This helps stakeholders understand exactly what deliverables to expect from the design team, when to expect them, and why their involvement is crucial to the end product. Below are several process-related items to consider when planning and designing a business school project.

Reflect the school’s internal organization.  Colleges and universities are consensus-based institutions. Everyone has a voice and is accustomed to being heard. One of the most challenging conversations is when architects explain to business school leaders the difference between the focused and linear process of planning and designing a new building versus the more iterative and democratic way they manage their programs.

One effective strategy is to assign an individual from the college, preferably with close ties to the faculty, to manage stakeholder participation such as setting meetings and encouraging feedback. Ideally, this coordinator communicates with stakeholders on a daily basis and can confer using their common daily language.  Through departmental representatives, the business school faculty and staff can provide input regarding pedagogy, learning environments, and optimal class size. It needs to be understood that the coordinator will have quite a bit of additional duties from this role, which could amount to the equivalent of a half time or even three-quarter time role.  As such we have seen some institutions hire outside consultants to help with this decision making and organization.  One thing to note is that this role is in addition to the one the University or Facilities Project Manager plays within the process.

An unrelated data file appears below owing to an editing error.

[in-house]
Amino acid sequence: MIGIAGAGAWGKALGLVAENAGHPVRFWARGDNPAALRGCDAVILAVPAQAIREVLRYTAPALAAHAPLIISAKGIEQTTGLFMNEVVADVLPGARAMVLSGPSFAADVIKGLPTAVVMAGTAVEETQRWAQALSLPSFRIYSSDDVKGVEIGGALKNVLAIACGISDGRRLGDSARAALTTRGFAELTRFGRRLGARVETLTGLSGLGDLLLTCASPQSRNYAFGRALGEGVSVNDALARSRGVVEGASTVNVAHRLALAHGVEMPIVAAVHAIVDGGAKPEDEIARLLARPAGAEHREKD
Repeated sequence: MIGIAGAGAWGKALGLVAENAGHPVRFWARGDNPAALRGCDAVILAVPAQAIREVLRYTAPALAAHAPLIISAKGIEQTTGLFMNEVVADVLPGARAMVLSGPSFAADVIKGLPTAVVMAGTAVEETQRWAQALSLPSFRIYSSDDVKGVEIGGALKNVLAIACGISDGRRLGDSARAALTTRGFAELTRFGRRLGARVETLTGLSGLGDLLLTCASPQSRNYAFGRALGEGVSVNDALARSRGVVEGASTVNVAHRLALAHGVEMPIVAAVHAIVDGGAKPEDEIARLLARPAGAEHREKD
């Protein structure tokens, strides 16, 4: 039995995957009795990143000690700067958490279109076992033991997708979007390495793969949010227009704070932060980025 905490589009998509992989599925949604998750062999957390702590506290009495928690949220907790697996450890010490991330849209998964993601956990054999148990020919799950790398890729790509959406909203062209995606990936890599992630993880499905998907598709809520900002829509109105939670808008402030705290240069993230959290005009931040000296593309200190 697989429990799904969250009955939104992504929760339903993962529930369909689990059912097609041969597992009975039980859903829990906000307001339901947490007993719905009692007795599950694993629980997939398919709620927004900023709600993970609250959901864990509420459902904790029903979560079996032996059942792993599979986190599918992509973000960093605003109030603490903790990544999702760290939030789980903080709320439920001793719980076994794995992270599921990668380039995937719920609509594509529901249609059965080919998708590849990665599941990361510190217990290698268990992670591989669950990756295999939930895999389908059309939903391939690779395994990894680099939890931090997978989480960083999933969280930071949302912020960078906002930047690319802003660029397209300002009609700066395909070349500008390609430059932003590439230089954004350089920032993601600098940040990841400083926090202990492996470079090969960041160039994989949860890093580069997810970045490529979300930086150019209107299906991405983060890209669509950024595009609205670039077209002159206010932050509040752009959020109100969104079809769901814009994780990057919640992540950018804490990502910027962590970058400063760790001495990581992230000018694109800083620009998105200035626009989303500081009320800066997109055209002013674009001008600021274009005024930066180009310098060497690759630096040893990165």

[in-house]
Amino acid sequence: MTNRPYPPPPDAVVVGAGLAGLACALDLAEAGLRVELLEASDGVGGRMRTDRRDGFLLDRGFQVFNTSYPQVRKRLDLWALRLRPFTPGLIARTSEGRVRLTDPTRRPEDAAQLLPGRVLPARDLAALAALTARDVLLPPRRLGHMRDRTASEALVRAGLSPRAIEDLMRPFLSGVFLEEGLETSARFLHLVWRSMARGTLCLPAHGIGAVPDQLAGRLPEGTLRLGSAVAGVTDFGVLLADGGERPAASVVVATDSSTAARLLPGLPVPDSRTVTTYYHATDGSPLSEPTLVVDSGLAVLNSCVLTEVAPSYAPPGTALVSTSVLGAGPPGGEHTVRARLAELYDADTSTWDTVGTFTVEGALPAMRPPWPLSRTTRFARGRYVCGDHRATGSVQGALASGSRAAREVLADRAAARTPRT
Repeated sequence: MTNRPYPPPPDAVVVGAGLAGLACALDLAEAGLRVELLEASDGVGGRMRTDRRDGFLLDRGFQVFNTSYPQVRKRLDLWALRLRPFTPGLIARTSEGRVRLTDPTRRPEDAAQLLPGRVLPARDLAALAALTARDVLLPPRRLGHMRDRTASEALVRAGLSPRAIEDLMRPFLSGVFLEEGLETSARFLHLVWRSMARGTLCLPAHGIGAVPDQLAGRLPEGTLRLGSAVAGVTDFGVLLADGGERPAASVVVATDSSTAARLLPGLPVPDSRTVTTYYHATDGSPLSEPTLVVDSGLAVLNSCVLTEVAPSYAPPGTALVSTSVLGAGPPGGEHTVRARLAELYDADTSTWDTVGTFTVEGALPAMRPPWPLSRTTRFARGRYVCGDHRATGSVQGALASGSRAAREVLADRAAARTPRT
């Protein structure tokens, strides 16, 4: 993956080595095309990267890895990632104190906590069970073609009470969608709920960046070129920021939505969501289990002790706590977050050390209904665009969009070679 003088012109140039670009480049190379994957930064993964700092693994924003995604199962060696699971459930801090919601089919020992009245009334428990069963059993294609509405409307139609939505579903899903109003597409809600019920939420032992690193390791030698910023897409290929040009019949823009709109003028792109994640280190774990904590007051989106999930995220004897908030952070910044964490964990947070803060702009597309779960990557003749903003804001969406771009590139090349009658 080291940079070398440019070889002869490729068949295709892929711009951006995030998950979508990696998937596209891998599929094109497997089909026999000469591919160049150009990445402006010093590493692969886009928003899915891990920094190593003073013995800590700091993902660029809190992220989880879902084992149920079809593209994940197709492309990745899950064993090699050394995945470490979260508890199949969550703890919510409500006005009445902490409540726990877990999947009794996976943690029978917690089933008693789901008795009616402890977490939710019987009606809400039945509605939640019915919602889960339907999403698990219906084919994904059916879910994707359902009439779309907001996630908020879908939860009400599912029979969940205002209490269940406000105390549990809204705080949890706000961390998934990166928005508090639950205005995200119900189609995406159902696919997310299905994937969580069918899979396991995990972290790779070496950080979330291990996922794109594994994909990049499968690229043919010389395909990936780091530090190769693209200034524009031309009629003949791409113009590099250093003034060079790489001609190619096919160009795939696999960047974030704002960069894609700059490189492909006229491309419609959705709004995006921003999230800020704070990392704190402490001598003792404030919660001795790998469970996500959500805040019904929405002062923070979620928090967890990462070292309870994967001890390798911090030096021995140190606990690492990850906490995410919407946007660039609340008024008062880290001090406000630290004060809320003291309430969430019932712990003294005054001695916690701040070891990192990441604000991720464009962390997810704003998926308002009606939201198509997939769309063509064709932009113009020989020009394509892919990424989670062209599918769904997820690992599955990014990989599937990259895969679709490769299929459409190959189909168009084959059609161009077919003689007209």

Vision = Goals + Decisions.  Be clear and direct about establishing a project vision, identifying goals, and identifying a decision-making structure in an organized manner. A shared set of goals frames the conversation and provides designers and university leaders a reference point for decision-making.  A clear statement of purpose can be extremely valuable months into the process if a difficult decision must be made.